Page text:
What was Zeus doing while Kratos was killing his entire family and destroying the world by proxy? Even if he saw nothing else over the course of the series, Zeus definitely watched Poseidon get murdered and did nothing to stop it. The King of the Gods only comes out to fight when Kratos either shows up on his doorstep or threatens the source of his power - situations where nonaction would lead to his own death.
Awesome Bosses : Okay, some of the boss fights are pretty god-damned awesome so take your pick. Just one example: The dragon in God of War It's the biggest thing you actually get to fight in the game, and between the amazing but gory animation of the steadily increasing damage Kratos does to it, the fast-paced fight, and the way it ends, with the dragon crashing down, Kratos standing unmoving between its jaws, it makes for a brilliant mid-game boss.
Badass Decay : The gods and titans suffer from this heavily as the series goes on.
In the original game, Ares as a giant is presented as suicide for Kratos to take on without Pandora's Box, which by extension brings up how monumental a task fighting a god or titan is.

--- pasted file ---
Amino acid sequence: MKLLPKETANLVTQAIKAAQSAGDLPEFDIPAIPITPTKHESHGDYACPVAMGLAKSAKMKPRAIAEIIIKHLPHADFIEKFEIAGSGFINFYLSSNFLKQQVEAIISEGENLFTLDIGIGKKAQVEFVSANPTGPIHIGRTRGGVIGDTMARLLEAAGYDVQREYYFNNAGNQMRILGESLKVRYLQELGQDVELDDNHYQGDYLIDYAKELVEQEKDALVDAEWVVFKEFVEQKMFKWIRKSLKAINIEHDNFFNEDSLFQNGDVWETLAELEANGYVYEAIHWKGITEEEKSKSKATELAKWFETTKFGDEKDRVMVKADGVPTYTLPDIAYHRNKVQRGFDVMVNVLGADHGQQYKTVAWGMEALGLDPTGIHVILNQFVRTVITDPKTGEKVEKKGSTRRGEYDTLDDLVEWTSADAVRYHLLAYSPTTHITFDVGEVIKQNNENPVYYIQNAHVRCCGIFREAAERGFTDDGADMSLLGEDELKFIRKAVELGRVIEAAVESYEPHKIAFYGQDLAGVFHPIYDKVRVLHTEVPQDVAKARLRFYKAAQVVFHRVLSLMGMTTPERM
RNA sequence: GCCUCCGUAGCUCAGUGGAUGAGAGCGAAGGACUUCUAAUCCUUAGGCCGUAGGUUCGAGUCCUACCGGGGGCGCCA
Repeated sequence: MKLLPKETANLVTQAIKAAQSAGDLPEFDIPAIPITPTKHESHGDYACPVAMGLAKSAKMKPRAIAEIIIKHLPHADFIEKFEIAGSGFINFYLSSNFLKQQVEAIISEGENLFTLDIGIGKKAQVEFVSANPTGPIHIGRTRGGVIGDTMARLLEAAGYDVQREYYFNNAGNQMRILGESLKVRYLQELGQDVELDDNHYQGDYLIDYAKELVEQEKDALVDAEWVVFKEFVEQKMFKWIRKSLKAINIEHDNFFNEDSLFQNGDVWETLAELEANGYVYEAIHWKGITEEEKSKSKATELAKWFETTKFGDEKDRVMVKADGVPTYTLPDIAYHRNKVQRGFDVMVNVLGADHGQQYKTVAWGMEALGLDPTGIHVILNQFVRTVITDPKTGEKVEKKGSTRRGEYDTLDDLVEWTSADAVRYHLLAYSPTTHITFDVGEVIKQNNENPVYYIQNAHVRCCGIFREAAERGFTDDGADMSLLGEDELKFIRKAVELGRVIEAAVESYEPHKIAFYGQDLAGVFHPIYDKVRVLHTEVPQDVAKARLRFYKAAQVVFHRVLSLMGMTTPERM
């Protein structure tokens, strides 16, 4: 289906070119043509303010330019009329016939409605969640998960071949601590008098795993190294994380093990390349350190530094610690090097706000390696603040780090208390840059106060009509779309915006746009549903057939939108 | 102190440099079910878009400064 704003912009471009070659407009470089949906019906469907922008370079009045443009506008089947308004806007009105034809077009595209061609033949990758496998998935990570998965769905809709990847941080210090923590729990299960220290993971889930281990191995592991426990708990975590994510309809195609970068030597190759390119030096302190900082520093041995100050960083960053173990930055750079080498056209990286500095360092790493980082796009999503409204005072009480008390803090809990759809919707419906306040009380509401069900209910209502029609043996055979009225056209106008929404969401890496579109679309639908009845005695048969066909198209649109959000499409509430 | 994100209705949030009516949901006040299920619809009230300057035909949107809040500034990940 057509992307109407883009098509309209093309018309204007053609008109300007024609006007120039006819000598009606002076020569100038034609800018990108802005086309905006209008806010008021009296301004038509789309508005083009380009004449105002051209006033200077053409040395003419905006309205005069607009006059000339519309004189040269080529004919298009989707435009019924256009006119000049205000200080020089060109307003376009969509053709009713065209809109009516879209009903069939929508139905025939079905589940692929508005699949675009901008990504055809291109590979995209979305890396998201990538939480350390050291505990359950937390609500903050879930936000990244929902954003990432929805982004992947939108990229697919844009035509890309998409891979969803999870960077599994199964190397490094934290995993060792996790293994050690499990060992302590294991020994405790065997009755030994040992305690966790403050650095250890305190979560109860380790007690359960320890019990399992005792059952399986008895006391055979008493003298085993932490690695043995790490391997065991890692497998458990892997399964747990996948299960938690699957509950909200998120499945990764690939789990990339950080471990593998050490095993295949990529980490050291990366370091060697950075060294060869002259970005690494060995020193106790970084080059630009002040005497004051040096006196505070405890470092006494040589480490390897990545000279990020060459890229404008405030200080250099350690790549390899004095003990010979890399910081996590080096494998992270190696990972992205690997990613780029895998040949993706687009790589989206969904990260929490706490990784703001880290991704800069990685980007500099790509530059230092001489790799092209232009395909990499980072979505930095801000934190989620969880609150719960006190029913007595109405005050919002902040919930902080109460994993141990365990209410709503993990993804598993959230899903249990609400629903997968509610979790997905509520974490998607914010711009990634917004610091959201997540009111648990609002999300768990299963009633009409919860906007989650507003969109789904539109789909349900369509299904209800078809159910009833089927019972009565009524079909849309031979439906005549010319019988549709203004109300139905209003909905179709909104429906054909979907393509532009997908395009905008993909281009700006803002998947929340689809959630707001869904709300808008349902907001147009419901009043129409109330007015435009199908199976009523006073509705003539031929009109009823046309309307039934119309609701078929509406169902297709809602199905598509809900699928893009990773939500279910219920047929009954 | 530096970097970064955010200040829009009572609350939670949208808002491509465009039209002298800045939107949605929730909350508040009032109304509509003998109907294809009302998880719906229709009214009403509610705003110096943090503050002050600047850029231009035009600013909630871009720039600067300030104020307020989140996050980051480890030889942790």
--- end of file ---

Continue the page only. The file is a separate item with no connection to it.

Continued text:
By the second, Kratos is fighting Zeus human sized and starts hurting his giant form, but more and more, gods show up as bosses, and not even as a Final Boss in III and Ghost of Sparta, with Kratos killing them while human sized even if they're giants, along with the titans, causing the majority of the gods outside of Zeus and Ares to come off as Paper Tigers.
Advertisement: At least the gods in the third game are shown to be capable of being able to put up a good fight against Kratos.
The Titans, unfortunately are completely demoted into Fake Ultimate Deities as the gods despite being scared of them in the second game, are able to competely stomp the titans , whom despite having hints of magic previously shows no power beyond their size.